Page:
characters:

```
library(tidyverse)
clean_and_react_and_count <- function(vec, pattern){
tibble(
pattern = pattern,
nchars = nchar(clean_and_react(vec, pattern))
)
}
clean_and_react_and_count("dabAcCaCBAcCcaDA", "a|A")
```

```
## # A tibble: 1 x 2
## pattern nchars
##
```
## 1 a|A 6

As it should take some time, let’s use `{furrr}`

to do our calculation:

```
library(furrr)
```

```
## Loading required package: future
```

```
plan(multiprocess)
res <- future_map_dfr(paste0(LETTERS,"|", letters), ~ clean_and_react_and_count(vec, .x))
```

What’s the best solution?

```
top_n(res, -1)
```

```
## Selecting by nchars
## # A tibble: 1 x 2
## pattern nchars
##
```
## 1 F|f 5844

## Day six, part one

Now we’re working with distance calculation. We’ve been provided a bunch

of coordinates. Once we have put these on a grid, we need to fill the

“empty cells” with the reference to the closest coordinate from our

input, by calculating the shortest manhattan

distance.

```
day6 <- read_csv("input6.txt", col_names = c("V1", "V2"))
```

```
## Parsed with column specification:
## cols(
## V1 = col_integer(),
## V2 = col_integer()
## )
```

```
day6$id <- as.character(1:50)
day6
```

```
## # A tibble: 50 x 3
## V1 V2 id
##
```
## 1 315 342 1
## 2 59 106 2
## 3 44 207 3
## 4 52 81 4
## 5 139 207 5
## 6 93 135 6
## 7 152 187 7
## 8 271 47 8
## 9 223 342 9
## 10 50 255 10
## # ... with 40 more rows

First of all, let’s get a list of all the “empty cells” we mentioned

before:

```
all_comb <- expand.grid(
min(day6$V1):max(day6$V1),
min(day6$V2):max(day6$V2)
) %>% as_tibble()
```

The Manhattan distance function:

```
manat_dist <- function(x, y){
abs(x - y)
}
```

A function to find the closer ID, given an x and a y:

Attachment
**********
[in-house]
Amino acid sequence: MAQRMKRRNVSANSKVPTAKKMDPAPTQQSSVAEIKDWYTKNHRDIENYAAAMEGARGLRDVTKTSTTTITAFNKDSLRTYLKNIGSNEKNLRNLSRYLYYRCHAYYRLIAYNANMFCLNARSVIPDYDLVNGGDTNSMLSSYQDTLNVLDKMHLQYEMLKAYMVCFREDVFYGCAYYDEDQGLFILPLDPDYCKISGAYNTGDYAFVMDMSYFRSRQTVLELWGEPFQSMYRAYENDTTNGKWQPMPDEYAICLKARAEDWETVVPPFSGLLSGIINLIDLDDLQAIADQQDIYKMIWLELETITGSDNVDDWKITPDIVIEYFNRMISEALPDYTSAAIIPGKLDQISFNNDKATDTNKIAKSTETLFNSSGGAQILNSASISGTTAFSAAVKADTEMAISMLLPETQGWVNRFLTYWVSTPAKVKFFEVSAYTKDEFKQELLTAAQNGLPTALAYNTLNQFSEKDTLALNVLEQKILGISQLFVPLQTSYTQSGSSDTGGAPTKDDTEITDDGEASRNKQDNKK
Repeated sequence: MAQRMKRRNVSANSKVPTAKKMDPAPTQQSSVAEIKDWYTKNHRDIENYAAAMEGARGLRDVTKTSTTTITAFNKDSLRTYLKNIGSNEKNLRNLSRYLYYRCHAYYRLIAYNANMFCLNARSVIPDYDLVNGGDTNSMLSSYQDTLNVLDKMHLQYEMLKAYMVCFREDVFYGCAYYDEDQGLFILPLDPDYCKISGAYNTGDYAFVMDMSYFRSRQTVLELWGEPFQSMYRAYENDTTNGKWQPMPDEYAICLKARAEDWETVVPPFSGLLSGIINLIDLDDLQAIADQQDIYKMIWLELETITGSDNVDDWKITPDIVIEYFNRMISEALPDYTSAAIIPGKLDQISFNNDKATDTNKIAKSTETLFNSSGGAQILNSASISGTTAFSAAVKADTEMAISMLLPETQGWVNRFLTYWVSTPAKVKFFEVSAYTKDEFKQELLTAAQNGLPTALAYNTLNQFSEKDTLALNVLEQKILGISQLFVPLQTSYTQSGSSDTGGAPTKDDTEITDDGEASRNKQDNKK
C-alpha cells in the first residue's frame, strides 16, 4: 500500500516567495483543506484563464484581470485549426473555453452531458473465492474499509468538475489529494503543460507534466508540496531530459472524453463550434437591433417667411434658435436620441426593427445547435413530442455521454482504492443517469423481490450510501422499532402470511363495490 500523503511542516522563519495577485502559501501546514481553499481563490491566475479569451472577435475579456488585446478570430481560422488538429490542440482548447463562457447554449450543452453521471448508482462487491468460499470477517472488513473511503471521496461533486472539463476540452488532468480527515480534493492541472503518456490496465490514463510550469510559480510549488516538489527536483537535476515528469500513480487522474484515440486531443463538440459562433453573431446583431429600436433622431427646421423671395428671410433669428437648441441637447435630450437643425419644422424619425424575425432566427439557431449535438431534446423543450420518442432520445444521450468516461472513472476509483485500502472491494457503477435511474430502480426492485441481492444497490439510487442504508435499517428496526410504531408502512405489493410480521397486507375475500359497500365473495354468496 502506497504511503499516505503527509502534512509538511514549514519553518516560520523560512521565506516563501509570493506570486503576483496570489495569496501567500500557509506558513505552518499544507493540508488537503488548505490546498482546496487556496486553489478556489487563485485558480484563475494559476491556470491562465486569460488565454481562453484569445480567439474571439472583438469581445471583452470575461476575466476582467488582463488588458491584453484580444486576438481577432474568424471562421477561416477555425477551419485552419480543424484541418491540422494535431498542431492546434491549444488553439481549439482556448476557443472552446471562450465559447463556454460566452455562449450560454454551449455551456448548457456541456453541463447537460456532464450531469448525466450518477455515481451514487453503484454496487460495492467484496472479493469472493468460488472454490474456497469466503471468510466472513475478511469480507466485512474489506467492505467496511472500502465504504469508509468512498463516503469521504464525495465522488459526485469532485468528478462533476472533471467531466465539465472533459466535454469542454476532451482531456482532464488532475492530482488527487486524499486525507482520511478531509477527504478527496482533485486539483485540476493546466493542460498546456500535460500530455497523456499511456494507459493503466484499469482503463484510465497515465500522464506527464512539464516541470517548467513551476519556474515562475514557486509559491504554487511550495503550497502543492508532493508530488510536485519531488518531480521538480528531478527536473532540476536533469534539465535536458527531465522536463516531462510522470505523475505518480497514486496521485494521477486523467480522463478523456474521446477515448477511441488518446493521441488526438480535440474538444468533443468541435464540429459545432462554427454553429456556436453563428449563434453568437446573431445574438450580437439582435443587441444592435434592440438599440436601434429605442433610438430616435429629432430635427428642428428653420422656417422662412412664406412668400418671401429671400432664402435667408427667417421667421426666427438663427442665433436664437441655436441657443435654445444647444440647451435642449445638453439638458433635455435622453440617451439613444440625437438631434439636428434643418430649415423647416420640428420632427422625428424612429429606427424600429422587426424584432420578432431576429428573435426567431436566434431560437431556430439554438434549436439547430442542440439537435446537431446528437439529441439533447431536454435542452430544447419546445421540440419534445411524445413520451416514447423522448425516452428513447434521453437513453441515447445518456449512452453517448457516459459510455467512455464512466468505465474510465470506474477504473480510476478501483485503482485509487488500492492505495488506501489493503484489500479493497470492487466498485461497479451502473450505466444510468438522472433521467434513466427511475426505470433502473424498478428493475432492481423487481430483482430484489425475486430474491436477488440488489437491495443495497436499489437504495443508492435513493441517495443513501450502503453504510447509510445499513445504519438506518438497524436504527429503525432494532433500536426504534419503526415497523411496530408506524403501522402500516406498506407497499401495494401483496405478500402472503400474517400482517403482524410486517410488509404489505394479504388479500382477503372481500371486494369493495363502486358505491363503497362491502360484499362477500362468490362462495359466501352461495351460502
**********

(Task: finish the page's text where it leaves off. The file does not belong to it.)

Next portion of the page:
```
closest_id <- function(x, y, df = day6){
df %>%
mutate(dist = manat_dist(x, V1) + manat_dist(y, V2) ) %>%
top_n(-1, dist) %>%
pull(id)
}
# Apply it on all our combination
cl <- future_pmap_chr(all_comb, function(...){
x <- closest_id(..1, ..2)
if (length(x) > 1) {
NA
} else {
x
}
})
```

And now, time to answer the puzzle:

What is the size of the largest area that isn’t infinite?

An infinite area is defined by the fact that at least one of its element

is on the edge of the grid (hence equal to the min or max of V1 or V2).

```
all_comb <- all_comb %>%
mutate(
closest = cl,
max1 = max(Var1),
max2 = max(Var2),
min1 = min(Var1),
min2 = min(Var2),
)
# Get if each row are on the border
is_border <- pmap_lgl(all_comb, function(...){
..1 == ..4 | ..1 == ..6 | ..2 == ..5 | ..2 == ..7
})
all_comb %>%
mutate(is_border = is_border) %>%
group_by(closest) %>%
mutate(is_bord = any(is_border)) %>%
filter(!is_bord) %>%
count(closest, sort = TRUE) %>%
ungroup() %>%
top_n(1)
```

```
## Selecting by n
## # A tibble: 1 x 2
## closest n
##
```
## 1 13 4290

## Day six, part two

Now, we need to compute the distance of each point on the grid to each

coordinates, and to answer this question:

What is the size of the region containing all locations which have a

total distance to all given coordinates of less than 10000?

In other word, we get the distance to each coordinate on each cell, and

keep only the one with a total Manhattan distance which is less than

1000:

```
# Create a function to compute all distances
all_dist <- function(x, y, df = day6){
df %>%
mutate(dist = manat_dist(x, V1) + manat_dist(y, V2) )
}
# And use it on the all_comb table
future_pmap(all_comb, function(...){
all_dist(..1, ..2)
}) %>%
map_int(~sum(.x$dist)) %>%
keep(~ .x < 10000) %>%
length()
```

```
## [1] 37318
```

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**Colin Fay**.